• Work experience relevant to the proposed project
  • Publications - peer-reviewed
  • Publications record appropriate to career stage
  • Experience of presentation of research findings
  • A comprehensive and articulate personal statement
  • Use of personal initiative as evidenced by record of work above that normally expected at career stage.
  • Relevant professional qualification and/or a Degree in a Health or Health related area

Funding

    The University offers the following awards to support PhD study and applications are invited from UK, EU and overseas for the following levels of support:

    Vice Chancellors Research Studentship (VCRS)

    Full award (full-time PhD fees + DfE level of maintenance grant + RTSG for 3 years).

    This scholarship will cover full-time PhD tuition fees and provide the recipient with £15,000 maintenance grant per annum for three years (subject to satisfactory academic performance). This scholarship also comes with £900 per annum for three years as a research training support grant (RTSG) allocation to help support the PhD researcher.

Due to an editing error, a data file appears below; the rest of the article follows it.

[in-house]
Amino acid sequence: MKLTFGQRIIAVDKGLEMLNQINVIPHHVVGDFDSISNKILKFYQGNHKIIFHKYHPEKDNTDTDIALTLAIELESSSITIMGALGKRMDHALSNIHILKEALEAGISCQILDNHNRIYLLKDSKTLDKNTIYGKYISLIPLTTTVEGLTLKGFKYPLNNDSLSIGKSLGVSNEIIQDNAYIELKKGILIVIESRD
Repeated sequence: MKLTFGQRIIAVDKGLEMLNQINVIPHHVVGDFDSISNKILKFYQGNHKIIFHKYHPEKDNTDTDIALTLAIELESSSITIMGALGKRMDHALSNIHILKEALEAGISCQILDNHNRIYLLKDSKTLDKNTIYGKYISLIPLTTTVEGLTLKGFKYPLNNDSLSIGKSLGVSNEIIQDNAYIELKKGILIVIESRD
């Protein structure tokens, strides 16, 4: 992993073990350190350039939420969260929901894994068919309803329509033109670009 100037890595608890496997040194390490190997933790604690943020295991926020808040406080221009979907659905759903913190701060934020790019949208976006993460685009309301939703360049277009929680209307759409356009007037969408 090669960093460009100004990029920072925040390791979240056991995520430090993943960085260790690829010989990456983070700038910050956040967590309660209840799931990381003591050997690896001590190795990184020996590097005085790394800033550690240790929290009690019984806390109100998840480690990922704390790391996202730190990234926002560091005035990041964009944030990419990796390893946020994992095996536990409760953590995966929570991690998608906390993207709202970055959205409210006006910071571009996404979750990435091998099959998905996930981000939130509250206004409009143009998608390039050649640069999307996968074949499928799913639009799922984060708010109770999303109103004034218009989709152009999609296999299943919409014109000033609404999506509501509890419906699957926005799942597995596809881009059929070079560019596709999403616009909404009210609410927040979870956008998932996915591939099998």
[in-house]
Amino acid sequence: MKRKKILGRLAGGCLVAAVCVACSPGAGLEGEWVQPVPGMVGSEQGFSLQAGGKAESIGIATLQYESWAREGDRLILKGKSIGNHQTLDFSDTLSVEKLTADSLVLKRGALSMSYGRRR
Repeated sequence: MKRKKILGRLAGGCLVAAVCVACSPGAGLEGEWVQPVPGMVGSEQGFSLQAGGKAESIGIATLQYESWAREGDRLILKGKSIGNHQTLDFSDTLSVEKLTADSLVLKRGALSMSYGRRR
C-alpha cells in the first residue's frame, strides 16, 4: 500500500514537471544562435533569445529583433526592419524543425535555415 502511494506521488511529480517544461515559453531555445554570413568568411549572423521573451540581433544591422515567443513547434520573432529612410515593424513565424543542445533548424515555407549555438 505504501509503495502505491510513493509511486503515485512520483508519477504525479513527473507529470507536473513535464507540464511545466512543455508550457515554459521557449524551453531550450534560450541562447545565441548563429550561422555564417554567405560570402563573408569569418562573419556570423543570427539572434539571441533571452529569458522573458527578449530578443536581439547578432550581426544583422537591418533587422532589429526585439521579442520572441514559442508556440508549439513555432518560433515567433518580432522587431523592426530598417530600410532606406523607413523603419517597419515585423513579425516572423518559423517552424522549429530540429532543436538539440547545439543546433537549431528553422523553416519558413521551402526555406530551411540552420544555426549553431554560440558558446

Vice-Chancellor’s Research Bursary (VCRB)

    Part award (full-time PhD fees + 50% DfE level of maintenance grant + RTSG for 3 years).

    This scholarship will cover full-time PhD tuition fees and provide the recipient with £7,500 maintenance grant per annum for three years (subject to satisfactory academic performance). This scholarship also comes with £900 per annum for three years as a research training support grant (RTSG) allocation to help support the PhD researcher.

    Vice-Chancellor’s Research Fees Bursary (VCRFB)

    Fees only award (PhD fees + RTSG for 3 years).

    This scholarship will cover full-time PhD tuition fees for three years (subject to satisfactory academic performance). This scholarship also comes with £900 per annum for three years as a research training support grant (RTSG) allocation to help support the PhD researcher.